Assembly Bailout Bill (Tries But) Can’t Hide Similarities to AB 1890

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Economy Will Suffer From $6.7 Billion Transfer From Energy Consumers to Utilities and Investors

Sacramento– The complex plan (AB 2x 82) to bail out Southern California Edison introduced in the Assembly on Friday would cost ratepayers both directly through a bailout tax and indirectly through higher costs across the economy, according to the Foundation for Taxpayer and Consumer Rights (FTCR). The legislation — which is nearly as lengthy as the original 1996 deregulation bill, AB 1890, and amends more state codes than AB1890 — contains at least five separate legislative proposals. Consumer advocates fear that lawmakers are preparing to re-enact the confusion and complexity of the omnibus deregulation bill of 1996, which was supported unanimously and has become the states worst public policy disaster.

“Lawmakers have attempted to wrap the utility bailout plan in a protective covering, but the fact remains that this bill would force energy consumers and taxpayers to transfer billions of dollars to utility companies,” said consumer advocate Doug Heller of FTCR. “Before any vote on this plan every legislator should be able to say that they have read and understand the implications of all 28,000 words contained in the 79 pages of this mammoth proposal.”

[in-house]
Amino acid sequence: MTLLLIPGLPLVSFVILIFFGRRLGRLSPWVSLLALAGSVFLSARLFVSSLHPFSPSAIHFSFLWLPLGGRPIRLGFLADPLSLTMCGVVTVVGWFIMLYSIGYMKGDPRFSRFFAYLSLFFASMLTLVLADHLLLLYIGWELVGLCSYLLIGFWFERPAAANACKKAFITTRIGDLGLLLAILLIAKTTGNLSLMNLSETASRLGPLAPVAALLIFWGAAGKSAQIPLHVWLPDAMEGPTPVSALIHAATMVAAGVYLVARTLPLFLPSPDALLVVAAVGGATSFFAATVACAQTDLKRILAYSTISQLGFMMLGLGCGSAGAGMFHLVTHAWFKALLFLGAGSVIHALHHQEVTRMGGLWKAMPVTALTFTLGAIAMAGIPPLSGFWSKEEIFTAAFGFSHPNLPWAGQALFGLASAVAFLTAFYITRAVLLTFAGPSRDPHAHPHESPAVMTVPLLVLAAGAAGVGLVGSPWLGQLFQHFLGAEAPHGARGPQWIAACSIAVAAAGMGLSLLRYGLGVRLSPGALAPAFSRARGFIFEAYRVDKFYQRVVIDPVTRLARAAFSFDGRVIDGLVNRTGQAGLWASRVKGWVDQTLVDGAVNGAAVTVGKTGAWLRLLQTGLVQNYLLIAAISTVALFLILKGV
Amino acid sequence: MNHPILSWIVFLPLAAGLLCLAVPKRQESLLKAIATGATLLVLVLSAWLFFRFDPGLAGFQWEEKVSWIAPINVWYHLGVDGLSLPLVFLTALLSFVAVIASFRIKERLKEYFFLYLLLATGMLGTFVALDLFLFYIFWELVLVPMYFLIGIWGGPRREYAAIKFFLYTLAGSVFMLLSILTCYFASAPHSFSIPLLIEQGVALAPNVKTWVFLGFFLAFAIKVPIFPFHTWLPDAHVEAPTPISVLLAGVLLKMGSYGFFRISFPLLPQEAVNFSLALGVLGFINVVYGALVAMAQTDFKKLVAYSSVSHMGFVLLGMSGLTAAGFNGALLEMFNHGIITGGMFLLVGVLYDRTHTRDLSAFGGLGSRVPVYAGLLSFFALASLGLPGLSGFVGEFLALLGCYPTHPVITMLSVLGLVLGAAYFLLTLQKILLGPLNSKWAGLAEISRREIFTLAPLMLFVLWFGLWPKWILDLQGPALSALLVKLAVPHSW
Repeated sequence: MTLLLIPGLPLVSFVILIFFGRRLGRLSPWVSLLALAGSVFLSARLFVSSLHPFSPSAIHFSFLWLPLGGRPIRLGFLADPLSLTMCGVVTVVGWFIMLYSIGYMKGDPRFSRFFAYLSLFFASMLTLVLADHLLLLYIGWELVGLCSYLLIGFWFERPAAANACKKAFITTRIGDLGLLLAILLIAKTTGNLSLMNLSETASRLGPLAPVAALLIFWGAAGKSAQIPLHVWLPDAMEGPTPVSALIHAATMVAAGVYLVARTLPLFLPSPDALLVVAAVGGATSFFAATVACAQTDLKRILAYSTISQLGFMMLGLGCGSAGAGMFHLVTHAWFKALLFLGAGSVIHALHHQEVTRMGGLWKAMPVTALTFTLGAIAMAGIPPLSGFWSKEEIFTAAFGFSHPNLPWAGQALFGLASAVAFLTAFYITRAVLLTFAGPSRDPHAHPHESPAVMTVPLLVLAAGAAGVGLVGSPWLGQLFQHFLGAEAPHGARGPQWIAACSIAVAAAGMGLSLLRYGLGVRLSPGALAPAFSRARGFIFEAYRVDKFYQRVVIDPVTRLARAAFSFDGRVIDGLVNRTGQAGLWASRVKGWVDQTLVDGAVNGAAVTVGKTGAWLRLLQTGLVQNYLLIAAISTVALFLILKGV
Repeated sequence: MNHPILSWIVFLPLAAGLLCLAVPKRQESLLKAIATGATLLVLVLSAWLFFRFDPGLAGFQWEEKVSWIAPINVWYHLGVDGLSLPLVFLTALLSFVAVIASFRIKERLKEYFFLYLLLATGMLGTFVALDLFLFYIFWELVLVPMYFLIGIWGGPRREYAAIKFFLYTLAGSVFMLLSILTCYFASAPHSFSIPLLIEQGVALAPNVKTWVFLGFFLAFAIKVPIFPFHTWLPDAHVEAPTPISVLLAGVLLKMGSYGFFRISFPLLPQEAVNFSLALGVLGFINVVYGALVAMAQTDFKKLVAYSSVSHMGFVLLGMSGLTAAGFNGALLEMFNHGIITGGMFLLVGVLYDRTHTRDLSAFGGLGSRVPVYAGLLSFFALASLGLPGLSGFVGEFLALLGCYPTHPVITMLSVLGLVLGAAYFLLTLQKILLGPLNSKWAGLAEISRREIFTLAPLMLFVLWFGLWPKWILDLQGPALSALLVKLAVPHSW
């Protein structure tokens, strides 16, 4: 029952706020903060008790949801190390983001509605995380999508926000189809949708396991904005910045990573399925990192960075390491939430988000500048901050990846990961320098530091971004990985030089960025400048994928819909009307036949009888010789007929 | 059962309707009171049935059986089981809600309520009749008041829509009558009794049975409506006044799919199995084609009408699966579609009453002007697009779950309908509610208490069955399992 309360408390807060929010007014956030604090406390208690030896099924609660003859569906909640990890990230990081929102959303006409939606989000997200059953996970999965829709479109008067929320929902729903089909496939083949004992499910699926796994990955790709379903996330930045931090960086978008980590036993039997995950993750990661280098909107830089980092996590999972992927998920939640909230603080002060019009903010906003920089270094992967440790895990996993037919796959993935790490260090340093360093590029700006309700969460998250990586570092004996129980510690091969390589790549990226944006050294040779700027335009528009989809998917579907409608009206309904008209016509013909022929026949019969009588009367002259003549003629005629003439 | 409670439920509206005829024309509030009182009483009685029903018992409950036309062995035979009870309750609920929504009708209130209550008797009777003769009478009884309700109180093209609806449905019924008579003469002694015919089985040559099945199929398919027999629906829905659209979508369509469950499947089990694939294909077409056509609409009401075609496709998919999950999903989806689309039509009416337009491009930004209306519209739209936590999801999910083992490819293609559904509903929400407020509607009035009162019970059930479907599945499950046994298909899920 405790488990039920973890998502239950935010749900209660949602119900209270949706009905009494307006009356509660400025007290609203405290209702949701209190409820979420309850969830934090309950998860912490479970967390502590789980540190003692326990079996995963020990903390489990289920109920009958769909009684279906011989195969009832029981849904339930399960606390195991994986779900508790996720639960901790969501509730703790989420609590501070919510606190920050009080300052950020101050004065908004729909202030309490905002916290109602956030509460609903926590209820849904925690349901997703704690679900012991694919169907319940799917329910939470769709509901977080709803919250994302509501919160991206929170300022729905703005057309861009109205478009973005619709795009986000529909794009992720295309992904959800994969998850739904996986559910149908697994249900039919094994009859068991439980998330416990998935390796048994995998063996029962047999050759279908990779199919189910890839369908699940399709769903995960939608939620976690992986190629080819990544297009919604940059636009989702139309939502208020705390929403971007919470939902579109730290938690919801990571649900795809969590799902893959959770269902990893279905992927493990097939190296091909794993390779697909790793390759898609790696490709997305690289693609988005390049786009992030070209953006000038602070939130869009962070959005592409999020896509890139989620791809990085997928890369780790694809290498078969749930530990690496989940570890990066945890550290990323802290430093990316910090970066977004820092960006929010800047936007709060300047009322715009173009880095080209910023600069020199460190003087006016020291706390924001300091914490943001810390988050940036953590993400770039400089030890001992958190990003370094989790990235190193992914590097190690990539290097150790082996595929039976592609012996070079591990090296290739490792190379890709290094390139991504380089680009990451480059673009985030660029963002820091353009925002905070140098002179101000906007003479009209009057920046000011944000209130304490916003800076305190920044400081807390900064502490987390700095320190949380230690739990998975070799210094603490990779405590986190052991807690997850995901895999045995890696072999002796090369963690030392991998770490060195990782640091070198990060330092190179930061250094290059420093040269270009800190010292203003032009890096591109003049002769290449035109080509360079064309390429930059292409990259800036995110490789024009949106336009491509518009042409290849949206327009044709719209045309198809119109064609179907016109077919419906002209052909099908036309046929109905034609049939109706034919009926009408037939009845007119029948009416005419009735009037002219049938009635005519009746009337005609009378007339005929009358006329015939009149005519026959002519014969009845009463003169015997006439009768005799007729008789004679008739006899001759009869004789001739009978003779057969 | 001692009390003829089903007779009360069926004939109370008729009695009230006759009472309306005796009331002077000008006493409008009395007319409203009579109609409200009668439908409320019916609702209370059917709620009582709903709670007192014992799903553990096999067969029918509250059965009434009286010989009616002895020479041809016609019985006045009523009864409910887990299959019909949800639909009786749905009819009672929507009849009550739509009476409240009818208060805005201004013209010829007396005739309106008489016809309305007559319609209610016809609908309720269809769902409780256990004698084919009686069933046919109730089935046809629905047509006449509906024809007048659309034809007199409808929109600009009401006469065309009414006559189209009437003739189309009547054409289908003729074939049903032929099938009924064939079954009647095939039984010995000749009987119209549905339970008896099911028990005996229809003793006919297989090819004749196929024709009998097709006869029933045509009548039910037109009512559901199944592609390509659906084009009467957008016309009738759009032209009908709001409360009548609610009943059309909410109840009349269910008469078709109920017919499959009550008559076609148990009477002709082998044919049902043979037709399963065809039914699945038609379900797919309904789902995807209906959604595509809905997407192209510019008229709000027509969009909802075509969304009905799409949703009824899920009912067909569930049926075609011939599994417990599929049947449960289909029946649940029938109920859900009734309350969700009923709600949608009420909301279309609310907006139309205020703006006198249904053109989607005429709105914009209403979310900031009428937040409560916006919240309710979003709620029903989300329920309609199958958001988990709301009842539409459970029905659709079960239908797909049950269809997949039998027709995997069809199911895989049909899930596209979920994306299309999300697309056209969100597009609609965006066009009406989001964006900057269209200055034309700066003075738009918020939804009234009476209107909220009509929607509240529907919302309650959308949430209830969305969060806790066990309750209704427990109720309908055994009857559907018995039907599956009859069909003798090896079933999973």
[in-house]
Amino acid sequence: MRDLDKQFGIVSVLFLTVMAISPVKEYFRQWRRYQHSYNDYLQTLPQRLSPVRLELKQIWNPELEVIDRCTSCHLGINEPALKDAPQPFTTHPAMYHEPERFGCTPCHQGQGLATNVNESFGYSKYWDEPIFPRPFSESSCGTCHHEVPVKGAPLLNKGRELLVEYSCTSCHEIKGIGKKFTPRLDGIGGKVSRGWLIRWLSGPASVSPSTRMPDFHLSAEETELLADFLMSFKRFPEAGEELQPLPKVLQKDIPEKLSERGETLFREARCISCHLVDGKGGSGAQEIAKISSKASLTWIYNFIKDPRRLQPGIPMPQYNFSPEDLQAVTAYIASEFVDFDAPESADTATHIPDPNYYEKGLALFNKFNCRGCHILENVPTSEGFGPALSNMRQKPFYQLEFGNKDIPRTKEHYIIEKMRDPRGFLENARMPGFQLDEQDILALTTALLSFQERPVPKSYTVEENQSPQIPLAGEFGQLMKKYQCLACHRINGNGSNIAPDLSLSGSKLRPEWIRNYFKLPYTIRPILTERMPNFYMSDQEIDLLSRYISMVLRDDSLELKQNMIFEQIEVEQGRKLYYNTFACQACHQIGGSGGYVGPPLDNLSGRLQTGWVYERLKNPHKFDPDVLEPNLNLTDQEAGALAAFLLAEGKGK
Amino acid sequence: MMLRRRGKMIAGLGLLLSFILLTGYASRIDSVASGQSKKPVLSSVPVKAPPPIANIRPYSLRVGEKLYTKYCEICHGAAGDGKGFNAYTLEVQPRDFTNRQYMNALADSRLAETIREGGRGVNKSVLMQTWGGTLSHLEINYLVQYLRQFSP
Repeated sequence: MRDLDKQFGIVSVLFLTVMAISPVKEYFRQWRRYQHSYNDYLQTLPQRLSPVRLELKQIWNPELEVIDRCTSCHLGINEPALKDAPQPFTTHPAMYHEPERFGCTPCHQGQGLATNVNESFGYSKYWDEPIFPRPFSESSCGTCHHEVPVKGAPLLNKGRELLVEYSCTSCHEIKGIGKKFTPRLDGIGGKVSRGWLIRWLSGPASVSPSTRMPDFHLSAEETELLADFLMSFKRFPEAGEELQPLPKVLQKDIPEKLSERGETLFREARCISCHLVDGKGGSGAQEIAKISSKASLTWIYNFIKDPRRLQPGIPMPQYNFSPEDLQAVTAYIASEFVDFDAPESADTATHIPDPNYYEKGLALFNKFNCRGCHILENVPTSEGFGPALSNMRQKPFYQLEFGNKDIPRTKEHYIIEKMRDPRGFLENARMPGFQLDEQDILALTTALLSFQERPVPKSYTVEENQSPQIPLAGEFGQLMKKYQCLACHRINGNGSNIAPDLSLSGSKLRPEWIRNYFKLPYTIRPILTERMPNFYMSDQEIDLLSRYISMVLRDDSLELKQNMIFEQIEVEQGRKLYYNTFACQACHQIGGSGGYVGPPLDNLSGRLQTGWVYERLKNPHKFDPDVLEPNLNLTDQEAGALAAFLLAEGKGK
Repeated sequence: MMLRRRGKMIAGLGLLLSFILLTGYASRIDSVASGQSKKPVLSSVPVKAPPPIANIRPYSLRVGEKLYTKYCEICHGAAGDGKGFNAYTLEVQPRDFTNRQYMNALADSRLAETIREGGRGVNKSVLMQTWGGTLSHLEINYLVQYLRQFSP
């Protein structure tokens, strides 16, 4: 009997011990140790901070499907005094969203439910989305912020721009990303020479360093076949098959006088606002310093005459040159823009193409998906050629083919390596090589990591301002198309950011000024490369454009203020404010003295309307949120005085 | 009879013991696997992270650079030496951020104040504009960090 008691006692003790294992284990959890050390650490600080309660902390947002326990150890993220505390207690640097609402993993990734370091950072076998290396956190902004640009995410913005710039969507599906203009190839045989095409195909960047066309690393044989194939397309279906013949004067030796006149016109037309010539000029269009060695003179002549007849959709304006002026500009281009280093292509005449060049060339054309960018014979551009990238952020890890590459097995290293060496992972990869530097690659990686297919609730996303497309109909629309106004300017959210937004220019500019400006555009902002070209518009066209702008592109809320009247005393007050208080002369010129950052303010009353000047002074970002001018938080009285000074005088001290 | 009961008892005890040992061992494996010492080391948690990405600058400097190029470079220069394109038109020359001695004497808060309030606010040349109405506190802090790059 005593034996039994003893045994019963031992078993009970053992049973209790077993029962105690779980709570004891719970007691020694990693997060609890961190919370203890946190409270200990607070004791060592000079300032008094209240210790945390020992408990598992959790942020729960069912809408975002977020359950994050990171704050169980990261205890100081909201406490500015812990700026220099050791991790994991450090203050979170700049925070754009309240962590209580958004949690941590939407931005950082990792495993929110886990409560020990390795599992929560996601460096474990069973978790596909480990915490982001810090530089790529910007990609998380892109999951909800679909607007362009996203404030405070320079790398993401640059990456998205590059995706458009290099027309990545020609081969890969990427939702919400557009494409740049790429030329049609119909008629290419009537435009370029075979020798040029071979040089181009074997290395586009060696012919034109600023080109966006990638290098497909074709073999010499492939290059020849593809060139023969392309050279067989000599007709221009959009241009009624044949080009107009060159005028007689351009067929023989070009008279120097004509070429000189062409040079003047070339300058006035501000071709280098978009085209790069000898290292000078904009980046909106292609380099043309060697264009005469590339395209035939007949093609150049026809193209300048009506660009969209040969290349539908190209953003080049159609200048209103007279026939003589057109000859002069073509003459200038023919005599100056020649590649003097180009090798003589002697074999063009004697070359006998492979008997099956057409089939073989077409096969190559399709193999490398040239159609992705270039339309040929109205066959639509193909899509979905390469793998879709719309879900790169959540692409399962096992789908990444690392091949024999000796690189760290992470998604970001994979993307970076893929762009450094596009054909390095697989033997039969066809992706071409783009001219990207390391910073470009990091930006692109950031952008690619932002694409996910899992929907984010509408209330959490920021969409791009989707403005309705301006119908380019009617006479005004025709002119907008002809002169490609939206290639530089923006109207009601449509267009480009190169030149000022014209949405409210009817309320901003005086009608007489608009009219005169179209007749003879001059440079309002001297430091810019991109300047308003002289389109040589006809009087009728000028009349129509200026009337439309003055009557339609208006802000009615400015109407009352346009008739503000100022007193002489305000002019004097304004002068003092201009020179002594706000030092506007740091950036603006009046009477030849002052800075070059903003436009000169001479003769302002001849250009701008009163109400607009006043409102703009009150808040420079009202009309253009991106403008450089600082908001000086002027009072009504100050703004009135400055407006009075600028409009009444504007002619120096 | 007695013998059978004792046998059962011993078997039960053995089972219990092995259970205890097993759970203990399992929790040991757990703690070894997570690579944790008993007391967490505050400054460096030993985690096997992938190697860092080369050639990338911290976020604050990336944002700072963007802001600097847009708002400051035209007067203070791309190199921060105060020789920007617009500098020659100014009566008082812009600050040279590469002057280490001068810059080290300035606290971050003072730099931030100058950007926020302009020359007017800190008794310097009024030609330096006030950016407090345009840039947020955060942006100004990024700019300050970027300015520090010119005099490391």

Bill estimated to cost $6.7 billion

The chief purpose of AB 82xx is to bail out Edison (though the bill is written such that it could apply to PG&E and SDG&E). It would require energy consumers, including residential ratepayers, to pay a bailout tax that would reimburse Edison for its alleged “undercollection” as a result of the deregulation law that the utilities crafted in 1996. The bill does not set the amount that the public will pay to bail out Edison, though FTCR estimates the amount to be approximately $6.7 billion between the bailout tax, the transmission line purchase at twice the value of the lines, and interest. FTCR notes that none of the legislation’s authors were elected by the Edison customers who will bear the burden of this massive bailout.